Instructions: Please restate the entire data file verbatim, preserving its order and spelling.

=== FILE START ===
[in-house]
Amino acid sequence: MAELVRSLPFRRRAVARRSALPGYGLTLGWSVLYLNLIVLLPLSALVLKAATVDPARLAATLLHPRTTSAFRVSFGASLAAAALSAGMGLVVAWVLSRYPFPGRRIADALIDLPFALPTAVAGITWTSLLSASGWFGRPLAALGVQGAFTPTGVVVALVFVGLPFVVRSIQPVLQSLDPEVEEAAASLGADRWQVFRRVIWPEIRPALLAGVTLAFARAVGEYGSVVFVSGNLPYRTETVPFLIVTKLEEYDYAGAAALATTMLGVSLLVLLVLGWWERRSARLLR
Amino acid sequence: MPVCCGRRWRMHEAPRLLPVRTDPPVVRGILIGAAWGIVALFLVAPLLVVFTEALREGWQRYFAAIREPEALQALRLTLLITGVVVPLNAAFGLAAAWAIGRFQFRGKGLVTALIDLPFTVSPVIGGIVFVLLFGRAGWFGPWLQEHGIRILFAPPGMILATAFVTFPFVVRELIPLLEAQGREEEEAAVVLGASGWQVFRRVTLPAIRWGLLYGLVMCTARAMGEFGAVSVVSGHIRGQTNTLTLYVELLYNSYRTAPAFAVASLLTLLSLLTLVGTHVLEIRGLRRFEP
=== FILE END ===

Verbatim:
[in-house]
Amino acid sequence: MAELVRSLPFRRRAVARRSALPGYGLTLGWSVLYLNLIVLLPLSALVLKAATVDPARLAATLLHPRTTSAFRVSFGASLAAAALSAGMGLVVAWVLSRYPFPGRRIADALIDLPFALPTAVAGITWTSLLSASGWFGRPLAALGVQGAFTPTGVVVALVFVGLPFVVRSIQPVLQSLDPEVEEAAASLGADRWQVFRRVIWPEIRPALLAGVTLAFARAVGEYGSVVFVSGNLPYRTETVPFLIVTKLEEYDYAGAAALATTMLGVSLLVLLVLGWWERRSARLLR
Amino acid sequence: MPVCCGRRWRMHEAPRLLPVRTDPPVVRGILIGAAWGIVALFLVAPLLVVFTEALREGWQRYFAAIREPEALQALRLTLLITGVVVPLNAAFGLAAAWAIGRFQFRGKGLVTALIDLPFTVSPVIGGIVFVLLFGRAGWFGPWLQEHGIRILFAPPGMILATAFVTFPFVVRELIPLLEAQGREEEEAAVVLGASGWQVFRRVTLPAIRWGLLYGLVMCTARAMGEFGAVSVVSGHIRGQTNTLTLYVELLYNSYRTAPAFAVASLLTLLSLLTLVGTHVLEIRGLRRFEP